The size (i.e., power requirements) of the solar panel and the rechargeable lead-acid battery shown in Table 1 are based on the power requirements of the entire solar station for our study. Each project or solar station designer will need to determine what power-drawing devices will be connected to the panel/battery, the anticipated power draw by each device, and whether the devices need to run continuously. In our case, at a minimum, the solar station would need to supply power to the PurpleAir PA-II sensor and the solar charge controller, if an independent Wi-Fi is source is available. The PurpleAir PA-II sensor requires 0.18 A continuous direct current (dc) at 5 volts (Vdc), and the solar charge controller requires 0.01 A at 12 Vdc. If there is no reliable Wi-Fi from nearby buildings, the solar station would also need to supply power (in watts [W]) to a cellular phone or other device that supports hotspot service. Table 2 shows these requirements.
|Solar charge controller||0.12|
|Cell phone (charging)||15a|
|Cell phone (plugged in, standby)||0.5b|
For the prototype solar station, the target end users were elementary schools in North Carolina. These elementary schools had access to Wi-Fi but did not have access to outdoor electrical outlets. Therefore, we designed the prototype station to supply power to only a PurpleAir PA-II sensor and the solar charge controller (~1.02 W or 24.5 watt hours [Wh] per day). We assumed that having a battery power the system for 2 days without recharging may be sufficient (i.e., the battery should supply 24.5*2 = 49 Wh) for typical conditions in North Carolina. Given that a lead-acid battery should be discharged to no lower than 50 percent to maintain a reasonable life expectancy, the capacity requirement of the battery can be determined by doubling the anticipated total power requirement. The capacity of the battery needed, in Wh, would therefore be approximately 98 Wh. As outlined in Table 1, the prototype design used a slightly smaller 12 V, 7 amp hour (Ah) lead-acid battery (84 Wh).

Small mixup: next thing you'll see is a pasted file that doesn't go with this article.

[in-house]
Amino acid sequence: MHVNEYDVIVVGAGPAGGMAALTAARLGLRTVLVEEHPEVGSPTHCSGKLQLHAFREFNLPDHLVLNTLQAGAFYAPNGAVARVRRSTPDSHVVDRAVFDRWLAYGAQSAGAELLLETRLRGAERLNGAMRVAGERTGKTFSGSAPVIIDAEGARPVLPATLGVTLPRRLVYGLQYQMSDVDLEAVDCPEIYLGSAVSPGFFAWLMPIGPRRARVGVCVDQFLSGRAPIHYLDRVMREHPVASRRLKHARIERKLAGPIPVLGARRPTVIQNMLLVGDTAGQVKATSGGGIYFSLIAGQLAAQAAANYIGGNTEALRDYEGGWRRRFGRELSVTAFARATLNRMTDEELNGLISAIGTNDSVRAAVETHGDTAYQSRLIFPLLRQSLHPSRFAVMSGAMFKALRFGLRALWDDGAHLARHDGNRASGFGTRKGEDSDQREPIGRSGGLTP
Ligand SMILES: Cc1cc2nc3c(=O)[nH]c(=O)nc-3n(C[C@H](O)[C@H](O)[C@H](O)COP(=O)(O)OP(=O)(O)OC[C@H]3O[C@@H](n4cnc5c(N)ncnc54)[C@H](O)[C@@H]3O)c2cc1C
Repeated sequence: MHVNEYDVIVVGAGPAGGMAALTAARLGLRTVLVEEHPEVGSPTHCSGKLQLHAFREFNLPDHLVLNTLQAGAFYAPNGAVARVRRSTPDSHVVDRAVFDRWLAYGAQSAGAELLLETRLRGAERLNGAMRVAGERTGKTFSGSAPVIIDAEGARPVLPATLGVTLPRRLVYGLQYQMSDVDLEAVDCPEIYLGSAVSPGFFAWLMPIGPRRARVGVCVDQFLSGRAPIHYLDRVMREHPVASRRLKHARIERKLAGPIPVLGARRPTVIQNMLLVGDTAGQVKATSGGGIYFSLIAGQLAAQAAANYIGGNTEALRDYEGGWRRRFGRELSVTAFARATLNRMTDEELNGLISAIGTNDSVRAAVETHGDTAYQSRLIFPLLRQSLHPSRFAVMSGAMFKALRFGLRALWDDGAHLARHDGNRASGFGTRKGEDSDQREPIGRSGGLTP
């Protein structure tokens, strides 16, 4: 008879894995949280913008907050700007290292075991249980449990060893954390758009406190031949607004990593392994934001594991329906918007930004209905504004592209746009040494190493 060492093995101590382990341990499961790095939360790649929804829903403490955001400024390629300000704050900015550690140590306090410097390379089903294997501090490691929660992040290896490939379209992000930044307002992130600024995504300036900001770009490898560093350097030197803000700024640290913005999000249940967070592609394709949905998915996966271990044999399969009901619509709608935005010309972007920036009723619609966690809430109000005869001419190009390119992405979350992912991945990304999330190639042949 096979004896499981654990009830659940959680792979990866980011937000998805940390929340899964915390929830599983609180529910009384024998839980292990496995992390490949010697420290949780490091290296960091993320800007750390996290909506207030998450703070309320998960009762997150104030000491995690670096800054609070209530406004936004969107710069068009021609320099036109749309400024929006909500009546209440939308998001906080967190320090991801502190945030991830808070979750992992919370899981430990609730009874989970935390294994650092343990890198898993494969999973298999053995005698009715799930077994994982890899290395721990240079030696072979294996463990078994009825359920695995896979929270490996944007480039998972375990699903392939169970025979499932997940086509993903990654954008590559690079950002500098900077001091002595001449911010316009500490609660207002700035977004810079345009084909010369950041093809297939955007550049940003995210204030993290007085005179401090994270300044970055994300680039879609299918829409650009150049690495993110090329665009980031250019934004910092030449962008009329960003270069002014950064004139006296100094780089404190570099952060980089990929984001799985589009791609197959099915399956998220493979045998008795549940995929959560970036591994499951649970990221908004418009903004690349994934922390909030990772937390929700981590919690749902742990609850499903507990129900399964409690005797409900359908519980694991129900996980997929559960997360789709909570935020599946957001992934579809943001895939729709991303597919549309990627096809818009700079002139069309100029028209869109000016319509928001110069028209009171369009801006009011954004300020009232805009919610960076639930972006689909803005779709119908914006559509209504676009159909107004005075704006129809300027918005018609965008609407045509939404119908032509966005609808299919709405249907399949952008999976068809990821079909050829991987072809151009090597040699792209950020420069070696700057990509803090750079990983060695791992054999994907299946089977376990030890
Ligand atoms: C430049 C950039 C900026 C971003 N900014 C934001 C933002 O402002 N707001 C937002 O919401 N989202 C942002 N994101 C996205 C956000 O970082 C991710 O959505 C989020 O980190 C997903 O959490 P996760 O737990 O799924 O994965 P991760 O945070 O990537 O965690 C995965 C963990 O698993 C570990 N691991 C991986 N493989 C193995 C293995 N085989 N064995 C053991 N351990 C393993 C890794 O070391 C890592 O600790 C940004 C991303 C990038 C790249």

The other key consideration for the prototype design was the solar panel power. Solar panels need peak (i.e., direct) sunlight to perform at their maximum rated output power. The solar station system described here uses a flat solar panel on a tilt that does not track the sun in the sky. In the state of North Carolina, this type of system gets an average of 7 hours of daylight per day, but only 4.7 of these hours are considered peak sunlight (i.e., provide 1000 W/m2 in an hour; National Renewable Energy Laboratory, 2022). The prototype design aimed to choose a solar panel that could fully recharge the lead-acid battery (84 Wh) in 1 day within the peak sunlight hours. With an estimated 4.7 peak sunlight hours, a 20 W solar panel would therefore provide 94 Wh per day (20 W * 4.7 hours), implying that the 84 Wh battery would be fully charged in a day under the specified conditions. Lower hours of peak sunlight would mean that the battery may not reach a fully charged state.